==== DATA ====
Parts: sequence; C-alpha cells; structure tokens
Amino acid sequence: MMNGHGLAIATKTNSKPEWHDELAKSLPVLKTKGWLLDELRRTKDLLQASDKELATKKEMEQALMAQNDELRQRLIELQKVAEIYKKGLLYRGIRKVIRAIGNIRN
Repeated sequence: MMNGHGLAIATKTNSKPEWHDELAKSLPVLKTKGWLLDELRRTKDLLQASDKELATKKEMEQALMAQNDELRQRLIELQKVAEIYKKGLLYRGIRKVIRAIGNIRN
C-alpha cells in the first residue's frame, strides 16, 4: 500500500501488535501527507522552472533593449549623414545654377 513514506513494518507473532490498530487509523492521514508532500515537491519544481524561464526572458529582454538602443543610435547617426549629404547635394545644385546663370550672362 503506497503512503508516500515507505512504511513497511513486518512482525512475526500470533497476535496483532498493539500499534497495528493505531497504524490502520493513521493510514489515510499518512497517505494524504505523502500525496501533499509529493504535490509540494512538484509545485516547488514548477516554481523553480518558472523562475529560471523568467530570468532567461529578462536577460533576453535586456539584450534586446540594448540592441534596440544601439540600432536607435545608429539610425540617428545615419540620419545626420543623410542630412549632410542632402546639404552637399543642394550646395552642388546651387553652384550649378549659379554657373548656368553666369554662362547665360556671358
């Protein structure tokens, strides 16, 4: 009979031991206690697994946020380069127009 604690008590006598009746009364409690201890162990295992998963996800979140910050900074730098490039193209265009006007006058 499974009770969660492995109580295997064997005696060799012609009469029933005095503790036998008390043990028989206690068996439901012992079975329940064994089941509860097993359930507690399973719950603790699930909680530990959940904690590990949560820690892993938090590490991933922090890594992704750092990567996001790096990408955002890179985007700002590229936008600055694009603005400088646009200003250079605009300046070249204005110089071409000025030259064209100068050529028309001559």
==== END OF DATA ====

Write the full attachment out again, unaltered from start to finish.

Parts: sequence; C-alpha cells; structure tokens
Amino acid sequence: MMNGHGLAIATKTNSKPEWHDELAKSLPVLKTKGWLLDELRRTKDLLQASDKELATKKEMEQALMAQNDELRQRLIELQKVAEIYKKGLLYRGIRKVIRAIGNIRN
Repeated sequence: MMNGHGLAIATKTNSKPEWHDELAKSLPVLKTKGWLLDELRRTKDLLQASDKELATKKEMEQALMAQNDELRQRLIELQKVAEIYKKGLLYRGIRKVIRAIGNIRN
C-alpha cells in the first residue's frame, strides 16, 4: 500500500501488535501527507522552472533593449549623414545654377 513514506513494518507473532490498530487509523492521514508532500515537491519544481524561464526572458529582454538602443543610435547617426549629404547635394545644385546663370550672362 503506497503512503508516500515507505512504511513497511513486518512482525512475526500470533497476535496483532498493539500499534497495528493505531497504524490502520493513521493510514489515510499518512497517505494524504505523502500525496501533499509529493504535490509540494512538484509545485516547488514548477516554481523553480518558472523562475529560471523568467530570468532567461529578462536577460533576453535586456539584450534586446540594448540592441534596440544601439540600432536607435545608429539610425540617428545615419540620419545626420543623410542630412549632410542632402546639404552637399543642394550646395552642388546651387553652384550649378549659379554657373548656368553666369554662362547665360556671358
């Protein structure tokens, strides 16, 4: 009979031991206690697994946020380069127009 604690008590006598009746009364409690201890162990295992998963996800979140910050900074730098490039193209265009006007006058 499974009770969660492995109580295997064997005696060799012609009469029933005095503790036998008390043990028989206690068996439901012992079975329940064994089941509860097993359930507690399973719950603790699930909680530990959940904690590990949560820690892993938090590490991933922090890594992704750092990567996001790096990408955002890179985007700002590229936008600055694009603005400088646009200003250079605009300046070249204005110089071409000025030259064209100068050529028309001559």